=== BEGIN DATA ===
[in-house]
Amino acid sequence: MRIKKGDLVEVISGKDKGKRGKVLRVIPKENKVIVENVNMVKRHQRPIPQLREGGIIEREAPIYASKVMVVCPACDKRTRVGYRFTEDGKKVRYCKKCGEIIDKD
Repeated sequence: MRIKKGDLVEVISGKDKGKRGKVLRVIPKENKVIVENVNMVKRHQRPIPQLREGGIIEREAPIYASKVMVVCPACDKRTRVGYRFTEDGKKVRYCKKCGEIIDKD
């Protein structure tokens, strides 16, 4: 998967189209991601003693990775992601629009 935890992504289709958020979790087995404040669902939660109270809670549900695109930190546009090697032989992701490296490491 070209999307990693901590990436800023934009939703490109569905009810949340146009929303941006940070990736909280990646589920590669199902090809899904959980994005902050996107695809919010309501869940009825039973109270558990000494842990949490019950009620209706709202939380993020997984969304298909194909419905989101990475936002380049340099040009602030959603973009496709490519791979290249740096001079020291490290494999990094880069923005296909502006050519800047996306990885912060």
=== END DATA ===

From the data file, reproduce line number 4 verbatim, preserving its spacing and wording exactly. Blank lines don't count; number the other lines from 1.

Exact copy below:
């Protein structure tokens, strides 16, 4: 998967189209991601003693990775992601629009 935890992504289709958020979790087995404040669902939660109270809670549900695109930190546009090697032989992701490296490491 070209999307990693901590990436800023934009939703490109569905009810949340146009929303941006940070990736909280990646589920590669199902090809899904959980994005902050996107695809919010309501869940009825039973109270558990000494842990949490019950009620209706709202939380993020997984969304298909194909419905989101990475936002380049340099040009602030959603973009496709490519791979290249740096001079020291490290494999990094880069923005296909502006050519800047996306990885912060």